The 3-2-1 Strategy
The 3-2-1 Strategy is structured to help students think more deeply about the topics they have learned in class. There are many variations to the 3-2-1 Strategy and many content areas in which it can be applied. Typically, the 3-2-1 Strategy requires students to reflect on content broken into parts. Students must respond with three responses to one prompt, two responses to another prompt, and one response to a final prompt. Examples of the 3-2-1 Strategy are:
Three things you have learned
Two questions you still have
One thing that is most interesting to you
Three details from your reading
Two interesting ideas you learned
One question you still have
One question you still have about the concepts
The 3-2-1 Strategy can be modified to check for understanding and student reflection in a variety of ways, including:
- Examples of a concept
- Non-examples of a concept
- Ways it applies to your own life
- Opinions you have
- Examples of textual evidence
- Character traits
- Connections you made to prior knowledge
How to Use the 3-2-1 Strategy
The 3-2-1 Strategy is an excellent method to check for understanding at the end of a lesson. It is best used to help students summarize and think about the concepts they learned over a longer period of time, rather than within the lesson itself.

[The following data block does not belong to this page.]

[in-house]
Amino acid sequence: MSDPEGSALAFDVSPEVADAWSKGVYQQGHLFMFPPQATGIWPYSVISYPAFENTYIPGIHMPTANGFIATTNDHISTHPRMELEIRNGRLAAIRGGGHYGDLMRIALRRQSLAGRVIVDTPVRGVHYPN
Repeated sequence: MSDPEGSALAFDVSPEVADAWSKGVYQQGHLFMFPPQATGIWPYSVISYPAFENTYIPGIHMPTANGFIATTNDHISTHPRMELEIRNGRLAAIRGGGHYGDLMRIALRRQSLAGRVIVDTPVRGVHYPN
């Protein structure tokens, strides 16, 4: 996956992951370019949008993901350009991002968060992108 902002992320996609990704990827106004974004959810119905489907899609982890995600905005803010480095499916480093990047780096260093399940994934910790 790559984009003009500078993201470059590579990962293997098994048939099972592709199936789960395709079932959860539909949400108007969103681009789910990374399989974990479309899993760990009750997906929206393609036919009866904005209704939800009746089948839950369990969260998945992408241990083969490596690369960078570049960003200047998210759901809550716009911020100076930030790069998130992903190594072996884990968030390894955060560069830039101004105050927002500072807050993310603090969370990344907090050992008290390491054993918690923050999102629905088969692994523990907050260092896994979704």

To implement the Strategy, determine what you want students to learn from the new lesson based on your content objectives. Choose what each number of the 3-2-1 reflection will represent. The suggestion provided to you here and in the free resource is only one way in which you can ask questions for your students to answer. After teaching the lesson, display an outline such as the one shown below, or provide students with a graphic organizer, and ask students to complete the prompts.
3 Things I Learned:
2 Questions I Still Have:
1 Picture of What I Have Learned:
In the example above, the teacher utilized this method for a group of English Language Learners learning both new concepts and a new language. The lesson she taught involved conductors and insulators, so she asked students first to list three facts they learned about conductors and insulators in class. She has also decided to require students to ask two questions they still have because the topic contained many new vocabulary words. Indeed, as she suspected, some students wrote questions like “what does the word thermal mean” or “what is rubber?”.
She then also provided a space for students to write answers so that she could immediately address their questions at the moment. As students shared their questions, she answered them and prompted them to write the answers down in their graphic organizers. Finally, because many of her students are visual learners, she required them to draw one picture of their learning to summarize the day’s lesson. She was delighted to see students using examples of conductors and insulators in their pictures with visuals on how well the materials allowed heat to pass through.
The 3-2-1 Strategy is a great method to teach students how to analyze what they know and do not know from a lesson. Consider variations you can apply to the 3-2-1 Strategy that includes not just recall of concepts but the application of the class ideas to the real world.